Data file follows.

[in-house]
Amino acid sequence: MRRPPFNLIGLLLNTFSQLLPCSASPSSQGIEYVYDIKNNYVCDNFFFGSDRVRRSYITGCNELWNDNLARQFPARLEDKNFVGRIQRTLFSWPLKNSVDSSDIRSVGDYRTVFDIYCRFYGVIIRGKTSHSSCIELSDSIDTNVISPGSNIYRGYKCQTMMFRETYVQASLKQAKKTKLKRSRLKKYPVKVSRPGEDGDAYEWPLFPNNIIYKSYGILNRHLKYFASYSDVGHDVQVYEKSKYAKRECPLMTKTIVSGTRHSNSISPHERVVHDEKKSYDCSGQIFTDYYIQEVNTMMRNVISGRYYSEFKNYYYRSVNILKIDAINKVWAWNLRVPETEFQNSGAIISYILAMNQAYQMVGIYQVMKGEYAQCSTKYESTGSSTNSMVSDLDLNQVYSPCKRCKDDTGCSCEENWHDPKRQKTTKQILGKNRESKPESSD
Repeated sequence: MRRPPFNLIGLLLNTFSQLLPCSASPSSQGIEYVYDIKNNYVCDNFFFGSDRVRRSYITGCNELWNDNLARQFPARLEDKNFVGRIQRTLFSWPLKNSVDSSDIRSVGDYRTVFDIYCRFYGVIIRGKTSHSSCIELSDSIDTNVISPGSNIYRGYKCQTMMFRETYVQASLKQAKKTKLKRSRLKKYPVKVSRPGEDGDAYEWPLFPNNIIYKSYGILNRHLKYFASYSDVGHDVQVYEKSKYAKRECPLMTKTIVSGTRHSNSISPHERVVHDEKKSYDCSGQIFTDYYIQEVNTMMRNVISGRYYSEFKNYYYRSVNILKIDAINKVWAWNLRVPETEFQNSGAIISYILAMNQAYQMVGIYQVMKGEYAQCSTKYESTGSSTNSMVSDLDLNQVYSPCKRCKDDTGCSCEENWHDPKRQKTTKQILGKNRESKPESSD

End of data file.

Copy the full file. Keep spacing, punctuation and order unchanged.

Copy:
[in-house]
Amino acid sequence: MRRPPFNLIGLLLNTFSQLLPCSASPSSQGIEYVYDIKNNYVCDNFFFGSDRVRRSYITGCNELWNDNLARQFPARLEDKNFVGRIQRTLFSWPLKNSVDSSDIRSVGDYRTVFDIYCRFYGVIIRGKTSHSSCIELSDSIDTNVISPGSNIYRGYKCQTMMFRETYVQASLKQAKKTKLKRSRLKKYPVKVSRPGEDGDAYEWPLFPNNIIYKSYGILNRHLKYFASYSDVGHDVQVYEKSKYAKRECPLMTKTIVSGTRHSNSISPHERVVHDEKKSYDCSGQIFTDYYIQEVNTMMRNVISGRYYSEFKNYYYRSVNILKIDAINKVWAWNLRVPETEFQNSGAIISYILAMNQAYQMVGIYQVMKGEYAQCSTKYESTGSSTNSMVSDLDLNQVYSPCKRCKDDTGCSCEENWHDPKRQKTTKQILGKNRESKPESSD
Repeated sequence: MRRPPFNLIGLLLNTFSQLLPCSASPSSQGIEYVYDIKNNYVCDNFFFGSDRVRRSYITGCNELWNDNLARQFPARLEDKNFVGRIQRTLFSWPLKNSVDSSDIRSVGDYRTVFDIYCRFYGVIIRGKTSHSSCIELSDSIDTNVISPGSNIYRGYKCQTMMFRETYVQASLKQAKKTKLKRSRLKKYPVKVSRPGEDGDAYEWPLFPNNIIYKSYGILNRHLKYFASYSDVGHDVQVYEKSKYAKRECPLMTKTIVSGTRHSNSISPHERVVHDEKKSYDCSGQIFTDYYIQEVNTMMRNVISGRYYSEFKNYYYRSVNILKIDAINKVWAWNLRVPETEFQNSGAIISYILAMNQAYQMVGIYQVMKGEYAQCSTKYESTGSSTNSMVSDLDLNQVYSPCKRCKDDTGCSCEENWHDPKRQKTTKQILGKNRESKPESSD